Wednesday, November 1, 2017

My Top 5 Books of the Year (So Far!) by Robert Parker


·        The Naturalist by Andrew Mayne
This blew me away from page one, mainly because of its fiercely original premise. A scientist uses biological mapping software to track down a serial killer? Where do I sign? It was so unlike any procedural serial killer book I’ve ever read, and has a real flair of delivery. The science was not heavy at all, but explained in a way that made perfect sense, while delivering a sense of true wonder. I liken it to Jurassic Park meets Se7en, and is probably my favourite book of the year.

·        Police At The Station And They Don’t Look Friendly by Adrian McKinty
McKinty’s work always has me in a choke hold, and this, the sixth in his Sean Duffy series, was no different – except Duffy now has parental responsibility to consider. As a father myself, it was great to see one of my favourite literary characters going through the same life-stage I am. McKinty does things with words that I can only marvel at, and every single time I open one of his books it is a pleasure.

·        The Dry by Jane Harper
This one came at me from nowhere, despite being hailed far and wide as one to watch out for. I clearly don’t pay enough attention at times! It was a mystery in the purest sense, in the kind of setting that is as much a character as the characters themselves. The unravelling mysteries were expertly unspun, but in such a way that you’d never question it – however confounded I was while trying to work out the killer while reading, by the end it made perfect sense.

·        Roll The Dice by Wayne Avrashow
This was a bit of a departure for me, in that it isn’t really a crime book. Yes, there are shady characters in here, and dodgy dealings galore, but it was really the premise the hooked me – rock star enters politics and stands for senate election. It brims with authenticity, and moves at a crackling piece with chapter headings as the candidates standing in the polls. It exhibits a wry humour which moves the reader completely away from any notions of stuffy political thrillers.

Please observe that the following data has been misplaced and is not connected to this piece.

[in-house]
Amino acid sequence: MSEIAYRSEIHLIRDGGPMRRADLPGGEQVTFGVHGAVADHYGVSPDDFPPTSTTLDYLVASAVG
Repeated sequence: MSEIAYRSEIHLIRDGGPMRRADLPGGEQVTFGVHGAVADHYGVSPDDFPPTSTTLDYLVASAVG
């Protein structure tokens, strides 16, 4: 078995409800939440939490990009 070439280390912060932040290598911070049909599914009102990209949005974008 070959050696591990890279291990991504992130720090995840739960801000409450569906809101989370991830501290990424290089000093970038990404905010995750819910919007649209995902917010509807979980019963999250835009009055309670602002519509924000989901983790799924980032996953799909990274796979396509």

·        The Force by Don Winslow
This was a literary beat-down. I was held down, roughly cuffed and couldn’t escape from this until I’d breathlessly finished it. So magnificent in scope, scale and the kind of high stakes story-telling that is so truly hard to come across, but utterly enthralling when you do. Probably the most ‘filmic’ book I’ve read in a long time, but that is evoked equally by the vivid portrayal of the setting and the characters, not just the cinematic potential of the storyline. Didn’t want it to end.

About the Author

Robert Parker is a new exciting voice, a married father of two, who lives in a village close to ManchesterUK. He has both a law degree and a degree in film and media production, and has worked in numerous employment positions, ranging from solicitor’s agent (essentially a courtroom gun for hire), to a van driver, to a warehouse order picker, to a commercial video director. He currently writes full time, while also making time to encourage new young readers and authors through readings and workshops at local schools and bookstores. In his spare time he adores pretty much all sport, boxing regularly for charity, loves fiction across all mediums, and his glass is always half full.

His latest book is the crime/thriller, A WANTED MAN.



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